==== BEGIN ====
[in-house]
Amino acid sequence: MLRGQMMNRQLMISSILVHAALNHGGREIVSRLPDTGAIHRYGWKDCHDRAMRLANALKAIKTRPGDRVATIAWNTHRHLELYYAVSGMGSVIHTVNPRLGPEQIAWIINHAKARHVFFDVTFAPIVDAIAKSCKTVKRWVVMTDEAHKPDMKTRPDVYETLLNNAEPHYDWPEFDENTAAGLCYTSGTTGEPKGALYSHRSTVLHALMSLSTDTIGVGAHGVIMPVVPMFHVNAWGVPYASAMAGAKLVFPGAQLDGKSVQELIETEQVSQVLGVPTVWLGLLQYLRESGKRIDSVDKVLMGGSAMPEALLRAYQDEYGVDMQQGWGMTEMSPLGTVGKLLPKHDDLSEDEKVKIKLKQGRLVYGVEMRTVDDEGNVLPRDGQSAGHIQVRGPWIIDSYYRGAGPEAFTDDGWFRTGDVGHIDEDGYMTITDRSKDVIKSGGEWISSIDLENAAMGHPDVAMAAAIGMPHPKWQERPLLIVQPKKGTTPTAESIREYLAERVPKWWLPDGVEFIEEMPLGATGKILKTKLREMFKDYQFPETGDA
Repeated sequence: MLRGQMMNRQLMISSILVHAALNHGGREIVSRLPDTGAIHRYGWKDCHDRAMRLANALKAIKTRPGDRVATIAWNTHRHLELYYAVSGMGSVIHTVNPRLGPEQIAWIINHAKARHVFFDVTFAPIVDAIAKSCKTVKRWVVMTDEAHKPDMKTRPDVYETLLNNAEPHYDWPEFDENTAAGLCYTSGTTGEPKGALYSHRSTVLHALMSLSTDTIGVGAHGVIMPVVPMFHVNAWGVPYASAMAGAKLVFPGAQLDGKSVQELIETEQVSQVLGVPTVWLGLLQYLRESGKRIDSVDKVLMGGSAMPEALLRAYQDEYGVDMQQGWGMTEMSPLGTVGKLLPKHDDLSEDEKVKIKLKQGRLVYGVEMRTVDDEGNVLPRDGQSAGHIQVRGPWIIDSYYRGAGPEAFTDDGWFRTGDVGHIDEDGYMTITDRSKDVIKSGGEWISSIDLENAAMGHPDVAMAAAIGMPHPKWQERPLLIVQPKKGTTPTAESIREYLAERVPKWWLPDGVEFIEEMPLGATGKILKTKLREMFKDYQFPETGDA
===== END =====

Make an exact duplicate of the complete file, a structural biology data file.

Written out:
[in-house]
Amino acid sequence: MLRGQMMNRQLMISSILVHAALNHGGREIVSRLPDTGAIHRYGWKDCHDRAMRLANALKAIKTRPGDRVATIAWNTHRHLELYYAVSGMGSVIHTVNPRLGPEQIAWIINHAKARHVFFDVTFAPIVDAIAKSCKTVKRWVVMTDEAHKPDMKTRPDVYETLLNNAEPHYDWPEFDENTAAGLCYTSGTTGEPKGALYSHRSTVLHALMSLSTDTIGVGAHGVIMPVVPMFHVNAWGVPYASAMAGAKLVFPGAQLDGKSVQELIETEQVSQVLGVPTVWLGLLQYLRESGKRIDSVDKVLMGGSAMPEALLRAYQDEYGVDMQQGWGMTEMSPLGTVGKLLPKHDDLSEDEKVKIKLKQGRLVYGVEMRTVDDEGNVLPRDGQSAGHIQVRGPWIIDSYYRGAGPEAFTDDGWFRTGDVGHIDEDGYMTITDRSKDVIKSGGEWISSIDLENAAMGHPDVAMAAAIGMPHPKWQERPLLIVQPKKGTTPTAESIREYLAERVPKWWLPDGVEFIEEMPLGATGKILKTKLREMFKDYQFPETGDA
Repeated sequence: MLRGQMMNRQLMISSILVHAALNHGGREIVSRLPDTGAIHRYGWKDCHDRAMRLANALKAIKTRPGDRVATIAWNTHRHLELYYAVSGMGSVIHTVNPRLGPEQIAWIINHAKARHVFFDVTFAPIVDAIAKSCKTVKRWVVMTDEAHKPDMKTRPDVYETLLNNAEPHYDWPEFDENTAAGLCYTSGTTGEPKGALYSHRSTVLHALMSLSTDTIGVGAHGVIMPVVPMFHVNAWGVPYASAMAGAKLVFPGAQLDGKSVQELIETEQVSQVLGVPTVWLGLLQYLRESGKRIDSVDKVLMGGSAMPEALLRAYQDEYGVDMQQGWGMTEMSPLGTVGKLLPKHDDLSEDEKVKIKLKQGRLVYGVEMRTVDDEGNVLPRDGQSAGHIQVRGPWIIDSYYRGAGPEAFTDDGWFRTGDVGHIDEDGYMTITDRSKDVIKSGGEWISSIDLENAAMGHPDVAMAAAIGMPHPKWQERPLLIVQPKKGTTPTAESIREYLAERVPKWWLPDGVEFIEEMPLGATGKILKTKLREMFKDYQFPETGDA